Zika vaccine Current Affairs - 2019
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The Drugs Controller General of India (DCGI) has granted permission to Indian firm to conduct Phase-I clinical trials for a Zika vaccine. It was announced by Union Minister of State (MoS) for Health and Family Welfare Ashwini Kumar Choubey in Lok Sabha.
Zika Virus is vector borne diseases spread by Aedes egypti mosquito. Infections in pregnant women can cause children to be born with brain deficiencies (microcephaly) and Guillain-Barré syndrome (GBS). Microcephaly is condition where a baby’s head is much smaller than expected.
The World Health Organisation (WHO) had declared Zika virus as Public Health Emergency of International Concern in February 2016, following an outbreak in Brazil and other Latin American countries and its association with birth defects in newborns. It was revoked in November 2016
The Indian firm had submitted an application along with non-clinical (animal) toxicity data, claiming 100% efficacy in animals to the DCGI to conduct Phase-I clinical trials of its Zika vaccine. Based on evaluation of application, in consultation with the Experts Committee, the DCG (I) has granted permission to conduct the Phase-I clinical trial. The Phase I trials ascertain safety, tolerability and physiological action of a compound inside the body.
Drugs Controller General of India (DCGI)
DCGI under gamut of Central Drugs Standard Control Organization (CDSCO) is responsible for approval of licenses of specified categories of drugs such as blood and blood products, vaccines, IV fluids and sera in India.
DCGI lays down standards and quality of manufacturing, selling, import and distribution of drugs in India. It acts as appellate authority in case of any dispute regarding quality of drugs. It prepares and maintains national reference standard. It brings about uniformity in enforcement of Drugs and Cosmetics Act. It trains Drug Analysts deputed by State Drug Control Laboratories and other Institutions.
Tags: Clinical trials • DCGI • Drugs Controller General of India • Pharmaceutical Sector • Science and Technology
Scientists from US have developed the world’s first plant-based Zika vaccine that may be more effective, safer and cheaper than other vaccines against the mosquito-borne Zika virus.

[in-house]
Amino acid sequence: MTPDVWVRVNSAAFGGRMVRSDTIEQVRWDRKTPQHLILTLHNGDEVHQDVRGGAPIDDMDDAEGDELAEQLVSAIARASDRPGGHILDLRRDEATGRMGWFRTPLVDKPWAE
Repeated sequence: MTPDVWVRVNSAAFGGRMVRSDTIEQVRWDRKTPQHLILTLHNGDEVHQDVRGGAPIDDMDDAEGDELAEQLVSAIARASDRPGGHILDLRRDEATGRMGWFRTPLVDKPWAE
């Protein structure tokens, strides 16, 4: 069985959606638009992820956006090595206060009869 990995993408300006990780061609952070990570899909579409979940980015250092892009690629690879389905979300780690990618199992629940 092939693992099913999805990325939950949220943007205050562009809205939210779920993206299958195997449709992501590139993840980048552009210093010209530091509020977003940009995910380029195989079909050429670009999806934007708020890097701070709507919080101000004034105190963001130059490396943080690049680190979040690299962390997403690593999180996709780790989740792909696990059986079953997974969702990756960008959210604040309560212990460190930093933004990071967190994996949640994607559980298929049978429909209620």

The vaccine was developed using proteins derived from Tobacco plant. Currently, there are no licensed vaccines or therapeutics available to combat Zika.
The plant-based Zika vaccine works against DIII, a part of a Zika viral protein that plays a key role for the virus to infect people. All flaviviruses have the envelope protein on the outside part of the virus. It has three domains. The domain III has a unique stretch of DNA for the Zika virus.
Researchers exploited domain III to generate a robust and protective immune response that is unique for Zika. First they had grown the envelope protein in bacteria then prepared the DIII protein domain in tobacco plants. The multiple immunisation experiments of the vaccine performed on mice shows 100% protection against multiple Zika virus strains in mice.
Significance: The plant protein-based vaccine uses smallest and most unique part of the Zika virus that can still elicit a potent and robust immune response. It produces a potent protective immune response against Zika Virus and also not produce antibodies that may be cross reactive for West Nile fever, Dengue, Yellow fever or others.
About Zika virus
Zika virus is vector borne disease transmitted primarily by Aedes aegypti mosquitoes, the same mosquito that transmits dengue, West Nile fever, Yellow fever. The virus has been named after Zika forest in Uganda where it was first isolated in 1947.
The virus is capable of causing serious birth defects i.e. neurological disorders and foetal deformation known as Microcephaly in which infants are born with abnormally smaller heads. Besides a possible link between the virus and Guillain-Barré syndrome (a condition in which the body’s immune system attacks part of the nervous system) is also suspected. It is also found that, sexual transmission of Zika virus disease is possible.
The worldwide Zika threat first emerged in 2015, infecting millions in South America. The World Health Organization (WHO) had declared the disease as epidemic and global health emergency but later revoked it after the outbreak was brought under control.